The joy of counting garden birds

David Chapman / 14 January 2016

With the 100th species of bird recently seen in his garden, wildlife expert David Chapman explains the joy of recording garden bird numbers.



My wife Sarah and I have lived in the same house, in Cornwall, for more than twenty years. As well as having a garden we are fortunate enough to have a smallholding of around five acres on which we try to promote wildlife.

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A rewarding pastime 

As a keen birdwatcher I have kept a diary of unusual bird sightings and a list of all the birds I have seen on, or from, our land. In 2015 I reached a major landmark with my one hundredth bird species. The list includes a good range of scarce species, the rarest of all was a purple heron some fifteen years ago.

Our commonest garden bird is the house sparrow, a fact which might not seem noteworthy but given that it took about four years to see our first one I take considerable pride in the fact that they now reside in the nest boxes which I built for them under our eaves.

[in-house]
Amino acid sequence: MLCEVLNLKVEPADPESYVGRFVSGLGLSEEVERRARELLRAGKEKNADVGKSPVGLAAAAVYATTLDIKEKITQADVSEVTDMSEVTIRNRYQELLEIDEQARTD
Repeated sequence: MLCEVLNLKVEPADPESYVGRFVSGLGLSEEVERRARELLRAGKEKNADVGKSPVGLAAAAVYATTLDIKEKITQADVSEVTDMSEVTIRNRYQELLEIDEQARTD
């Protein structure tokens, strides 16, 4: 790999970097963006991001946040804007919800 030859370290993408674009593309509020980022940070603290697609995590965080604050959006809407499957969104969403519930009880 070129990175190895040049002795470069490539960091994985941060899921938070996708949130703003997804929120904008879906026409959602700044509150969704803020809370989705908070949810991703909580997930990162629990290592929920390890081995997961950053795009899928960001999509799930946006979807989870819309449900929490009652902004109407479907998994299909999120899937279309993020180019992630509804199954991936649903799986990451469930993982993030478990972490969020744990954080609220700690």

Seeing uncommon birds on our land always gives me a buzz but I get longer term-satisfaction from seeing the blackbirds feeding on the berries of the pyracantha that I not only planted but also grew from a cutting.

Find out what to plant to encourage birds.  

I like to see the goldfinches balancing on the teasels which we allow to grow in our flower beds and I love watching the tawny owls fledging young from a nest box at the edge of our wood.

One day in the autumn I was on the phone to my mum, staring out of the upstairs window. A large bird with an unfamiliar shape flapped lazily high in the sky. I put the phone on loudspeaker and picked up my binoculars. I don't think my mum noticed any change in our conversation until I shouted "short-eared owl!"

Keeping lists of birds seen in the garden can be great fun and can even contribute to our understanding of their behaviour and distribution. New Year is the best time to start, the challenge is to keep it up for a year and see how many birds you can spot. 

If you want a shorter-term goal then try taking part in the RSPB's Big Garden Birdwatch during the weekend of January 30 and 31 2016. 

Big Garden Birdwatch

The RSPB's Big Garden Birdwatch is the world's largest wildlife survey and plays a big part in understanding changing bird species numbers over the years. The 2016 count takes place January 30-31. Find out more on the RSPB website.

Read David Chapman's tips for photographing garden birds.

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